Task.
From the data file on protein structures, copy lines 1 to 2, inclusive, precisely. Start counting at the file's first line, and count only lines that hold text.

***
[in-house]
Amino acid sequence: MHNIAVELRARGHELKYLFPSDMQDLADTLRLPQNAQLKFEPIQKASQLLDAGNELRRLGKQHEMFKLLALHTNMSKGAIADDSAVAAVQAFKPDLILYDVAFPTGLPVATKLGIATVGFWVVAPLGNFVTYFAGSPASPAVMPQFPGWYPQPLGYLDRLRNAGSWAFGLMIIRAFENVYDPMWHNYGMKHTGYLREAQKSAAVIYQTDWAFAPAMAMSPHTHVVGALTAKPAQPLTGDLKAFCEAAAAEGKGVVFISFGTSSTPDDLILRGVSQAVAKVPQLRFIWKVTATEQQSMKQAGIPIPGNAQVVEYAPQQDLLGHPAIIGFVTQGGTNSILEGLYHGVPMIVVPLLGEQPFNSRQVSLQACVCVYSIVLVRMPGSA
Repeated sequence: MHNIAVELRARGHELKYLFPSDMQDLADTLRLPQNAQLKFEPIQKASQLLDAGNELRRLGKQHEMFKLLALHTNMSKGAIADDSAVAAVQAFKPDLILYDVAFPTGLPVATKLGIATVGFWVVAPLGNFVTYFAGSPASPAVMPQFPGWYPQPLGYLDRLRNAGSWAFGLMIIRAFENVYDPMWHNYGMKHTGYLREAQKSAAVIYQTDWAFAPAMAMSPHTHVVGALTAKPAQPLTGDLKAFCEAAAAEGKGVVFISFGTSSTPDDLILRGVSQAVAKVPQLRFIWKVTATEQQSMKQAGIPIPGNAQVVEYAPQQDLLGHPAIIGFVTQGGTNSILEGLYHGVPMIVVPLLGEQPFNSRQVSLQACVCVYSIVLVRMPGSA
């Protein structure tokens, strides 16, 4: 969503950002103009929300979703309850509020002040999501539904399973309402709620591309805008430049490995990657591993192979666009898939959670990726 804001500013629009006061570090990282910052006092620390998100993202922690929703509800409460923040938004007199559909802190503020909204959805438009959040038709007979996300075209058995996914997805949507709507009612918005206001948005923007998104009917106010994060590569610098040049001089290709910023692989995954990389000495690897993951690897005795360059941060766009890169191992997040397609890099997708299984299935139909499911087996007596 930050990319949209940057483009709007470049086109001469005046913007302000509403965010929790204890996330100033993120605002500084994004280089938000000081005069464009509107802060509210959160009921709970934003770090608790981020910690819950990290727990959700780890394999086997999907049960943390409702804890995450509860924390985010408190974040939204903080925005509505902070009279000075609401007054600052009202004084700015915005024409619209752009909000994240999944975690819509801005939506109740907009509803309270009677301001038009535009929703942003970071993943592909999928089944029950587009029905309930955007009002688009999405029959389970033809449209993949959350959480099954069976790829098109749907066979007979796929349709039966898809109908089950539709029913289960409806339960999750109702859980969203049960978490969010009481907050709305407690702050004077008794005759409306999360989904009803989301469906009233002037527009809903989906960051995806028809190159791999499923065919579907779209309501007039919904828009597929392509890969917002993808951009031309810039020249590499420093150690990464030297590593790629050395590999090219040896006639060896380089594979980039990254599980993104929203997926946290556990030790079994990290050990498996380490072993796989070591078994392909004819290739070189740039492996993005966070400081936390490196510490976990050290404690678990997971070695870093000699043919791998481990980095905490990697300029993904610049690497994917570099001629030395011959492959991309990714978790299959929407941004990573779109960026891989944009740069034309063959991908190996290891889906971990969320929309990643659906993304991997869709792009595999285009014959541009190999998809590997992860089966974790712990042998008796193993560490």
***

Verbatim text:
[in-house]
Amino acid sequence: MHNIAVELRARGHELKYLFPSDMQDLADTLRLPQNAQLKFEPIQKASQLLDAGNELRRLGKQHEMFKLLALHTNMSKGAIADDSAVAAVQAFKPDLILYDVAFPTGLPVATKLGIATVGFWVVAPLGNFVTYFAGSPASPAVMPQFPGWYPQPLGYLDRLRNAGSWAFGLMIIRAFENVYDPMWHNYGMKHTGYLREAQKSAAVIYQTDWAFAPAMAMSPHTHVVGALTAKPAQPLTGDLKAFCEAAAAEGKGVVFISFGTSSTPDDLILRGVSQAVAKVPQLRFIWKVTATEQQSMKQAGIPIPGNAQVVEYAPQQDLLGHPAIIGFVTQGGTNSILEGLYHGVPMIVVPLLGEQPFNSRQVSLQACVCVYSIVLVRMPGSA